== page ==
To address the poor knowledge, future MAF training which GAHW identified as their most common source of knowledge could focus on addressing the identified gaps such as emphasising that antibiotics do not have direct anti-inflammatory or anti-pyretic properties, identification of common veterinary medicines and the concept of antibiotic resistance. Trainings should focus on municipalities such as Oecusse and Ainaro where there is poorer knowledge.

Knowledge of antibiotics and knowledge of antibiotic resistance were all crudely associated with being a veterinary technician rather than a livestock technician and having university education. These findings are consistent with a study conducted in Bhutan, where GAHWs with at least university education had better overall scores for knowledge on antibiotics and antibiotic resistance (9). Studies among animal health workers in other LMICs have also found level of education to be a factor influencing knowledge of antibiotic and antibiotic resistance (27, 35, 44). We had hoped to conduct a causal-diagram informed regression analysis that might have enabled us to better estimate the true total and direct effects of each of these demographic variables by reducing confounding and teasing apart the causal pathways. However, this was not possible because most demographic variables were highly correlated. More specifically, position and education were highly correlated because all but two veterinary technicians had university education.

Attitudes on antibiotic use

This study found that veterinary technicians (who are younger in age) had a higher median attitude score compared to non-veterinary technicians. This is consistent with a study in India which showed that those under 30 years old had higher attitude scores (44).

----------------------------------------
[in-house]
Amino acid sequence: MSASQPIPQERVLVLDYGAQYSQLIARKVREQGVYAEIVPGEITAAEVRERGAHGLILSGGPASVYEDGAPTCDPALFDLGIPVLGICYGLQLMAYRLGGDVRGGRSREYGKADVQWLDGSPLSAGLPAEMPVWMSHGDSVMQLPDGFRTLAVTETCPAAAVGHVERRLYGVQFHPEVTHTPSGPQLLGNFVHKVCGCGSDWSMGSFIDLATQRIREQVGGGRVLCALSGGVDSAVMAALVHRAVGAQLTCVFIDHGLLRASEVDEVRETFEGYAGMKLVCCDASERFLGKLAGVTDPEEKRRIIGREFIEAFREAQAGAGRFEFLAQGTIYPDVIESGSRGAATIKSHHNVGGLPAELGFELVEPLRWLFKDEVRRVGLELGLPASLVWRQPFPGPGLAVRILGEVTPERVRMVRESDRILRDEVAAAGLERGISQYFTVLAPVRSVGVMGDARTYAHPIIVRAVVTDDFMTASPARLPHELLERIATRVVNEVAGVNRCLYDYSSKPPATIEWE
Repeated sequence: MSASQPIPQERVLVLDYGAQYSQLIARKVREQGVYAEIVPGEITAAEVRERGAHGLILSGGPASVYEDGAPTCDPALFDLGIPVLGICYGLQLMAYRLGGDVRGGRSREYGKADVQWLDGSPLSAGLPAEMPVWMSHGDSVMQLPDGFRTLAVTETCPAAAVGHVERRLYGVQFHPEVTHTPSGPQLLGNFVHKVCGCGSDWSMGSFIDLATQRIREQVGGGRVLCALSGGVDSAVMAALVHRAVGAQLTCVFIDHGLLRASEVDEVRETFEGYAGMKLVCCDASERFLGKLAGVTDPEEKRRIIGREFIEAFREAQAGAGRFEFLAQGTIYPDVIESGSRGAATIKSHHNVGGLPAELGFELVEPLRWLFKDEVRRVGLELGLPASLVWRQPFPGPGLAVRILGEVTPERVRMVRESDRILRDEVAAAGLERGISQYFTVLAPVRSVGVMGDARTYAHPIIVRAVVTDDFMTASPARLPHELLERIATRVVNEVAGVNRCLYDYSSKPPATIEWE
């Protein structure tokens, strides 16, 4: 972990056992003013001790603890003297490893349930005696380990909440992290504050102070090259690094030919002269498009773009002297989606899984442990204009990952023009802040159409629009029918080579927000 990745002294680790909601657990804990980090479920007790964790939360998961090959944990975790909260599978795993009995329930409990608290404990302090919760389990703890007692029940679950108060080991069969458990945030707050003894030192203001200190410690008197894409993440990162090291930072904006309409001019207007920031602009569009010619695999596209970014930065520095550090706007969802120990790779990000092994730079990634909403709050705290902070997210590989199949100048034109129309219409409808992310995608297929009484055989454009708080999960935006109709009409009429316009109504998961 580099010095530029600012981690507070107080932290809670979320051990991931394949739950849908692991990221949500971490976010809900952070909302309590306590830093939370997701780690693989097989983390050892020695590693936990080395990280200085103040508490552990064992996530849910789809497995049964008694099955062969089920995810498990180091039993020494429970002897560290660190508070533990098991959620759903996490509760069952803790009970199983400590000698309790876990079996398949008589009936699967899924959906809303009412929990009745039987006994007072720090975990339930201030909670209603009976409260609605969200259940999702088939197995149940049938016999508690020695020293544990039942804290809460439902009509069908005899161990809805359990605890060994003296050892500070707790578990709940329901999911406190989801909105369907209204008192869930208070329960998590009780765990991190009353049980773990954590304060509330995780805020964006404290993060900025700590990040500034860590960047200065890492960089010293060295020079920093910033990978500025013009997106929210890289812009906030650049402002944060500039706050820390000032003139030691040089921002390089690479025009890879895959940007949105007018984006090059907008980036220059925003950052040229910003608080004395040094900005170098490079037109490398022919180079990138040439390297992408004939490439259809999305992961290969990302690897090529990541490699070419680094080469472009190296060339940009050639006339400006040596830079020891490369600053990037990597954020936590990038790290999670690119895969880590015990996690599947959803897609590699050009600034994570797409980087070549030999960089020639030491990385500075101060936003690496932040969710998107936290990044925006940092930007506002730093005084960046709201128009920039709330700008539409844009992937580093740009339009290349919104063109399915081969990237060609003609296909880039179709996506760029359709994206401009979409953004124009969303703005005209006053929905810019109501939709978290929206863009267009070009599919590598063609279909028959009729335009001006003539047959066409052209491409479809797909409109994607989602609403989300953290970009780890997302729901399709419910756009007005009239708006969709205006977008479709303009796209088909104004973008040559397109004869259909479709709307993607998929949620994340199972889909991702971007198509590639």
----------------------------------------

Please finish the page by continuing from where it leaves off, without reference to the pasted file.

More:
Although nearly all participants believed that laboratory results can help with decisions on antibiotics use, this did not translate into practise as sample submission to the laboratory by participants was low, most have never received a laboratory result and almost all participants have never chosen an antibiotic based on laboratory results. Though the reasons for the low sample submission was not investigated in this study, low sample submission to laboratories by animal health workers in other LMICs is often due to limited access to laboratory services (8, 36, 44). Therefore, improving access to laboratory services for GAHWs may help GAHWs to make better antibiotic use decisions.

It was positive that the majority of participants believe that the use of vaccines, implementation of farm biosecurity, and practise of good animal husbandry can reduce antibiotic use in Timor-Leste. However, farm observation by participants in this study showed that vaccine coverage is suboptimal and farm biosecurity practices are typically low in smallholder farms, which is in agreement with previous studies (4547). Although there are ongoing projects to improve vaccination, husbandry and biosecurity in Timor-Leste, many of these target selected areas or farmer groups (21, 26, 48, 49), and nationwide expansion of these initiatives are required.